Monday, August 23, 2010
Rethinking Ringling ‘56: Music Added Strings, Favored Frank Loesser Hits, Rocked and Rolled, Too!
Ringling’s last season under canvas was so fraught with high drama, somebody should turn it into a movie and NOW.
For most Ringlingphiles (I plead guilty), anything about that sad tumultuous tour captures the imagination, stirs the heart, makes one cry out, “Why did it ever have to happen!?!?!?!>!” And you can’t stay away. Some are still in denial.
Now comes, belatedly published in the latest issue of Bandwagon, an account of nearly the last two weeks by Faye O. Braathen, who followed the show with her husband, Sverre, staying in hotels along the way, spending most of their time jack-potting in the backyard and sometimes taking seats, or just standing, to watch the show, part of it not all. They were "with it" almost to the end. And they sensed somehow that the end was near.
This account, informally written, with an emphasis on friendships with circus folk, is what sent me back into ‘56 revisit mode. This time: music.
I pulled out a tape of the production music, made somewhere along the route. The performance that season had a markedly new look and sound. Prior year desertions, among them ringmaster Harold Ronk and bandleader Merle Evans, resulted in replacements, Preston Lambert blowing the whistle, Izzy Cervone, with violins added, directing the band. As well, North had integrated a great many Frank Loesser hit songs into the score.
In the spirit of North's controversial bent to shake up traditions (a bent blamed by many for the show's early closing), director Richard Barstow, himself an advocate of keeping the program fresh and modern, crafted an elephant romp that literally rocked and rolled.
Which brings to the forefront a valid question: Who delivered a better sound from the bandstand, Merle Evans or Izzy Cervone?
Not an easy answer. Despite those who hold Cervone in higher regard, I tend to defer to Evans. While Cervone fostered more orchestral color and perhaps more varied and exciting dynamics, however roughly rendered (a mark of virtually all tent show bands of the era, including the hip Boom Boom Browning) Evans on balance brought in a smoother, more sonorous sound — I think.. But, keep in mind, this comes from listening to tapes made many years ago. Also, both this and the ‘55 score were orchestrated by longtime North favorite Samuel Grossman, so there are similarities, such as the dramatic inclusion of fanfare type exaggerations for dramatic effect that I have ascribed, rightly or wrongly, to the Merle Evans style..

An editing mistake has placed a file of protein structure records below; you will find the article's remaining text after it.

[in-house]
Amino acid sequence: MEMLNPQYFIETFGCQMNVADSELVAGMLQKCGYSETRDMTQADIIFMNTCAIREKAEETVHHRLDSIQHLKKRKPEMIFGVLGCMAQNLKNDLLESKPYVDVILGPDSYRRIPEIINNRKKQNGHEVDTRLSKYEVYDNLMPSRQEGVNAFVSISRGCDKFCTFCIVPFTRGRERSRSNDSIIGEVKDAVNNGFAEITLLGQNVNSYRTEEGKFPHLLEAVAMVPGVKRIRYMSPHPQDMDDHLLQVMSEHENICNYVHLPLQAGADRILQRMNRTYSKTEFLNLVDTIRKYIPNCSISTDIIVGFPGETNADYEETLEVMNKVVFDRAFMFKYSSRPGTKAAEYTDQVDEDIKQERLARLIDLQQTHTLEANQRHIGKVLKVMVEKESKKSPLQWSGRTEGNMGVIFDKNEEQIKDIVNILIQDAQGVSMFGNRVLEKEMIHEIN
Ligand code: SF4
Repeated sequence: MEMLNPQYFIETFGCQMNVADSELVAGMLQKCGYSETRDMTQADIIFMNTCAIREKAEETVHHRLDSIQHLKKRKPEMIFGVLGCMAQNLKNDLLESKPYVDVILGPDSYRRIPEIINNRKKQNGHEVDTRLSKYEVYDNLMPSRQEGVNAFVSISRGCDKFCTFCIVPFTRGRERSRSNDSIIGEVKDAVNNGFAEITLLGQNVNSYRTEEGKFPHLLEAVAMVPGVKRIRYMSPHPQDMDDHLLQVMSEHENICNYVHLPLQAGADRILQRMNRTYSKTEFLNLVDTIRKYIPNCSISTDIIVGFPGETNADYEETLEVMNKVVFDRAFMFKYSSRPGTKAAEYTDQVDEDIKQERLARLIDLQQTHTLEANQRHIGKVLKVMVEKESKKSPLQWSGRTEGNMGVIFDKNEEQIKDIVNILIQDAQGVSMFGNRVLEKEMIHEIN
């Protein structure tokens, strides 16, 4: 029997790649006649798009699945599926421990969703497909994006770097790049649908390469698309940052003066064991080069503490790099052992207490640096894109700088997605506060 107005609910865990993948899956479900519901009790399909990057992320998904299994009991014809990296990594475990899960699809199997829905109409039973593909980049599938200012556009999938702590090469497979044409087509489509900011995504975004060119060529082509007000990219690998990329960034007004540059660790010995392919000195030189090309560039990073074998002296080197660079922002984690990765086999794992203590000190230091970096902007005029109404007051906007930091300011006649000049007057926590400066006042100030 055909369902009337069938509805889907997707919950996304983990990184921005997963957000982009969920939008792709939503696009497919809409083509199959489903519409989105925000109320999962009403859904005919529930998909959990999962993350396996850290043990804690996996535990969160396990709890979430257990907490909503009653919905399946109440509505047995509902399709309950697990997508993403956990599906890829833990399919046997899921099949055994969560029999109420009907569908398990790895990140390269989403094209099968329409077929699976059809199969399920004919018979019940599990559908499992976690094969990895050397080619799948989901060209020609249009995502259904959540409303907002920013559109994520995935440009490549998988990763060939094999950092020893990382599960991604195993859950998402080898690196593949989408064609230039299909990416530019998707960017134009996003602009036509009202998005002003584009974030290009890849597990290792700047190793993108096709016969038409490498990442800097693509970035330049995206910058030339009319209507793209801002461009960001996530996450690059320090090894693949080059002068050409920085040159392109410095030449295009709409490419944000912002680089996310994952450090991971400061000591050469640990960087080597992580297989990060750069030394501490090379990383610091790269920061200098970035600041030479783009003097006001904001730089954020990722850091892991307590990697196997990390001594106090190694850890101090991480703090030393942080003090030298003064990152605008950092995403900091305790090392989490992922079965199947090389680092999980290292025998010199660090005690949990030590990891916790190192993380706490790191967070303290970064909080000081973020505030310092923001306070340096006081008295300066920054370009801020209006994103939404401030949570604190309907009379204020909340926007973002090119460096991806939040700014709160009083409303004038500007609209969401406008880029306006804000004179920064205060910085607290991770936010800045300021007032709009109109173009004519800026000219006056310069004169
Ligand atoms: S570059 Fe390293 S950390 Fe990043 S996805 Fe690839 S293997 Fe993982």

Here is what I hear in the four production numbers from 1956:
Say it With Flowers, spec: Plenty lively, including Evans type fanfares. On the tricky basis of an old tape recording, Cervone seems to have delivered a livelier, more boisterously happy sound, with zippy contrasts.
Mexicanorama, aerial ballet: the music here is a real winner. Introductory refrains draw from sensual Latin rhythms, with Loesser's hit “Like a Woman in Love” getting a variety of tempo treatments throughout, from a tango to a waltz. But Pinito Dl Oro, the featured aerialist, does not get much musical juice from the sentimentally dull “Dolores” and “My Darling.” I wish they’d have given her a big Loesser hit, “I’ve Never Been in Love Before,” from Guys and Dolls, at a heightened pace..
Preston Lambert, it might be noted, articulated strong clear announcements, but, as a vocalist, he sings in a rather schmaltzy and sluggish manner, not always exactly on key. Both Harold Ronk and Ricky Dawn, from 1955, were superior crooners..
Ringling Rock N' Roll, elephants and girls: Great! Repeat: Great! This one starts off quoting familiar riffs from possibly the finest piece of original music ever composed for a Ringling romp, Henry Sullivan’s darkly primal “Jungle Drums” (from the 1950 closer). Lone drums pound. An "elephant band" of eleven pieces pumps more rock into the rock. Trumpets blare. Even a few in the cast scream wildly. Then comes what was likely composed by stager-director Richard Barstow, a title song addressing the theme with captivating force -- “Rock! Ringling rock and roll!” Looking back, this mod scoring surely gave Ringling-Barnum a very hip with-it look for the times; In 1956, rock and roll was hardly yet a known rage. Only the previous year had Blackboard Jungle, the first movie to feature a rock song, ("Rock Around the Clock") been released. And Elvis Presley did not make his ground-breaking appearance on The Ed Sullivan TV Show until September, six months after Ringling first rocked at Madison Square Garden. How I would love to have seen this production.
Hoop Dee Doo, ensemble finale, featuring (from what little detail I have) girls swinging on ropes between elephants, the entire cast and band marching around the track. The whole thing sounds bright and friendly and zippy fresh, and it clocks in (if all of it made it onto the recording I have) with remarkable brevity, unlike earlier Barstow finales that went on probably too long, rehashing featured tunes over and over. A welcome last frame. During exit, you can hear a man’s voice, “I loved it!” Interesting to note that the Braathens make reference, on at least two occasions in the article, to they’re watching the show and leaving just after "Ringling Rock N' Roll," display 22 on a program of 27 displays.
Three days after they left, Pittsburgh arrived. And that was the last finale.
Next: Costumes by — no, not Miles White; by french artist Vertes
[photos, from top, stagers Edith and Richard Barstow; Frank Loesser; Izzy Cervone; Preston Lambert]